Nothing takes more fun out of walking your dog than being dragged every inch of the way and having a sore arm to show for it.
So why do they pull us from pillar to post? Well, they pull because they want to move forwards to see what is interesting ahead. Ok, so nothing to insightful there, but guess what, the very fact that we move forward when they pull, fully reinforces to the dog the value of pulling. So, whose fault is it that they learn to pull on the lead – you guessed it.
In the past, many people turned to choke chains as a means to discourage lead pulling. Apart from the obvious discomfort to dogs, methods such as this have been superseded with more positive and reward base techniques.
What are the first steps?
Buying a head collar is the single most useful step to start addressing this problem. Head collars allow you to control your dogs head movement and wherever their head goes, the body will follow. They work much in the same way as halters do for horses. Halti and Gentle Leader and the most popular versions, although others are available (see our article How to use Halti and gentle leader head collars)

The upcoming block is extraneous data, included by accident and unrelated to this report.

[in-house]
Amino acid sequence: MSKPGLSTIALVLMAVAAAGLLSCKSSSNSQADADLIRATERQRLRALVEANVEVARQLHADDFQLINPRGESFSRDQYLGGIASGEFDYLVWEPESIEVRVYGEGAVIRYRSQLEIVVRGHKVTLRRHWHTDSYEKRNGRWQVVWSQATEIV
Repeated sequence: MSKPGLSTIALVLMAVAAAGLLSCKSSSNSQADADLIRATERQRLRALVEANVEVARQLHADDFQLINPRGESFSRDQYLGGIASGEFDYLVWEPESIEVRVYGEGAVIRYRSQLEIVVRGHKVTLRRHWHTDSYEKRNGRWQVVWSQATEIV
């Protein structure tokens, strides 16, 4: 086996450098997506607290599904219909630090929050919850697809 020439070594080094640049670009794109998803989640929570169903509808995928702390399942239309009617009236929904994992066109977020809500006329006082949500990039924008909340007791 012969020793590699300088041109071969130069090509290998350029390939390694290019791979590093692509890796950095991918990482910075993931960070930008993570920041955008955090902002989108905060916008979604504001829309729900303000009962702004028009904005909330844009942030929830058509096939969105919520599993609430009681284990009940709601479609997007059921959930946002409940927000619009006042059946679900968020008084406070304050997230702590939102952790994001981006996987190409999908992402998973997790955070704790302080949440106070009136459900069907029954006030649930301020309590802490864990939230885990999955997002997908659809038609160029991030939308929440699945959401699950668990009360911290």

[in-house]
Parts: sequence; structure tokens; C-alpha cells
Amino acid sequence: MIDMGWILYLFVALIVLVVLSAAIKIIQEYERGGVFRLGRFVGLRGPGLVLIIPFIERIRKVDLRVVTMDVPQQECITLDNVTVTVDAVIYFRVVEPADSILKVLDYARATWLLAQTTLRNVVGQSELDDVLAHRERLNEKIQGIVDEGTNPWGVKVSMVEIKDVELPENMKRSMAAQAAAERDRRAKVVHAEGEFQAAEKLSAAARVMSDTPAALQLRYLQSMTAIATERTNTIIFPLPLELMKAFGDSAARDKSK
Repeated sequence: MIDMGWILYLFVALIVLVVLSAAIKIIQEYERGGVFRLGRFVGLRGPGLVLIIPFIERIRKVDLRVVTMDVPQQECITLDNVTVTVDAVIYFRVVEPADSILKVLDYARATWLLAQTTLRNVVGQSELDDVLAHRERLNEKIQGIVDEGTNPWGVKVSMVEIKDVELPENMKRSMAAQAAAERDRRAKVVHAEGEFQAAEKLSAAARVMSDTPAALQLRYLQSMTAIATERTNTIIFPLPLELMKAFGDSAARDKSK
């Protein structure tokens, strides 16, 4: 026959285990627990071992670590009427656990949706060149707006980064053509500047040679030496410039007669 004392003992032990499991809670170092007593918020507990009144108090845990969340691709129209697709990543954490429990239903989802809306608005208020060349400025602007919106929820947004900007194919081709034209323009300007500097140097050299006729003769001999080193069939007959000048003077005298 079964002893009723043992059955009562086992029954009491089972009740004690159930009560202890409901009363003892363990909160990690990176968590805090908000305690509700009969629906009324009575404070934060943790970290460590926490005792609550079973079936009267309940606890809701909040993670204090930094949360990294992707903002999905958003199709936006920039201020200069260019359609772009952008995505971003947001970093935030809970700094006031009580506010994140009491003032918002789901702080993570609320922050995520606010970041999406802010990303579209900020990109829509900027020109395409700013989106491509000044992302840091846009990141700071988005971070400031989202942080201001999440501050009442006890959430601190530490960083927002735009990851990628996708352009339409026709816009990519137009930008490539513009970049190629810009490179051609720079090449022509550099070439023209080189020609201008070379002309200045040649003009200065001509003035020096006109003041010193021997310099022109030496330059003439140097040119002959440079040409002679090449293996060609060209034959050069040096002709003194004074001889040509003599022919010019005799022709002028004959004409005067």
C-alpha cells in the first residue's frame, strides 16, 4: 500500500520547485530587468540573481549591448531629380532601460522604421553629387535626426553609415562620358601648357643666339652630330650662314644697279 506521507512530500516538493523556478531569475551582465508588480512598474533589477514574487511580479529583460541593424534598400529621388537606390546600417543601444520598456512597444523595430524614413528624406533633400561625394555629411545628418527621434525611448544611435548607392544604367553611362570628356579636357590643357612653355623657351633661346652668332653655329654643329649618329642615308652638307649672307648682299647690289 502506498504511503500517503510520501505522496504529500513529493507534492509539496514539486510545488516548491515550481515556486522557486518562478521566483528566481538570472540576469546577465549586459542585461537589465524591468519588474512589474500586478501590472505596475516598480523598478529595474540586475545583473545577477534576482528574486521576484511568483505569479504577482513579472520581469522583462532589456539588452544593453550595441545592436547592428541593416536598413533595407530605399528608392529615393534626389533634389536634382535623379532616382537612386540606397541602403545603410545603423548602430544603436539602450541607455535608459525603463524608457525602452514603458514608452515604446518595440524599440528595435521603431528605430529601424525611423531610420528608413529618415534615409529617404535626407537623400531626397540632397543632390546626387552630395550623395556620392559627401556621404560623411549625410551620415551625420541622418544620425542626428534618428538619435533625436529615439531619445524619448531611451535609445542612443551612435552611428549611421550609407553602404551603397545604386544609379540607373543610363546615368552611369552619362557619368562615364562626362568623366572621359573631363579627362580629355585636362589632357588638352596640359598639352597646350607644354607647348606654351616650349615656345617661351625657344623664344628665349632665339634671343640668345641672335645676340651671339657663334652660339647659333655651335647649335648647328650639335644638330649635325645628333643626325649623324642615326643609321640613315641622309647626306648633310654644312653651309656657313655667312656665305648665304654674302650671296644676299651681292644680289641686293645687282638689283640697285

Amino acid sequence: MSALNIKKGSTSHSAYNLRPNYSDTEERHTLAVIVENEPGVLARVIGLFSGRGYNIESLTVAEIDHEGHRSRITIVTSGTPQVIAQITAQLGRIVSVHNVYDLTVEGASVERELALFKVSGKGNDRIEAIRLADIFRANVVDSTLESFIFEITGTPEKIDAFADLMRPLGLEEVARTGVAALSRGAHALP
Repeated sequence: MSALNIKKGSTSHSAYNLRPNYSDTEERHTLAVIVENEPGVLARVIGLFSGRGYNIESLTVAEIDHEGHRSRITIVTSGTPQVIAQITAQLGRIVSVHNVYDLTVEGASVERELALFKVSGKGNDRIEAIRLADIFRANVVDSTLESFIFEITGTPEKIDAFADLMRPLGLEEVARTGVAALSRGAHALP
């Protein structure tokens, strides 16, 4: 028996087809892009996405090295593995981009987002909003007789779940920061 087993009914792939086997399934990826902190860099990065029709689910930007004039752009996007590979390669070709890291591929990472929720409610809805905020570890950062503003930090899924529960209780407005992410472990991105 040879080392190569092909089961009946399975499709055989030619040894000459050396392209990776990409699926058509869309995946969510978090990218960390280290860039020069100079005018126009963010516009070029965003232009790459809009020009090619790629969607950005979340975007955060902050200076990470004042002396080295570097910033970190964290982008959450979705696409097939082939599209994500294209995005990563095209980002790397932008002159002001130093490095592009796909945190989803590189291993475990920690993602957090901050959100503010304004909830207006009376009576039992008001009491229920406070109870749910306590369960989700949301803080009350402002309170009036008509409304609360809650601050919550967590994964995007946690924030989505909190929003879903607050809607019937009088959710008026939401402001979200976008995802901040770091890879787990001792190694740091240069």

Unless you have a very small dog, it is worth purchasing a training lead. Some of these (e.g. the Halti Training Lead) allow you to fasten the lead around your waist or over one shoulder. This allows your body to take the strain of the pulling, rather than your arm.
Now you have taken the strain out of walking, its time to start the training. There is only one way to avoid reinforcing pulling on the lead and that is of course …… not moving forward when they do. So when do you move forwards? Only when you have the attention of your dog and the lead is slack.
If your dog is trying to pull and getting nowhere, it will soon stop and look back at you to see why you have stopped. The action of looking back will slacken the lead and the minute your dog catches your eye, say GOOD DOG and start walking forward again. The second the lead goes tight, stop and repeat the process.
I know from practice, this takes perseverance, but it is worth it in the long run. Once your dog successfully walks without pulling on the lead, you can then start working on the heel command to teach your dog to walk along side of you.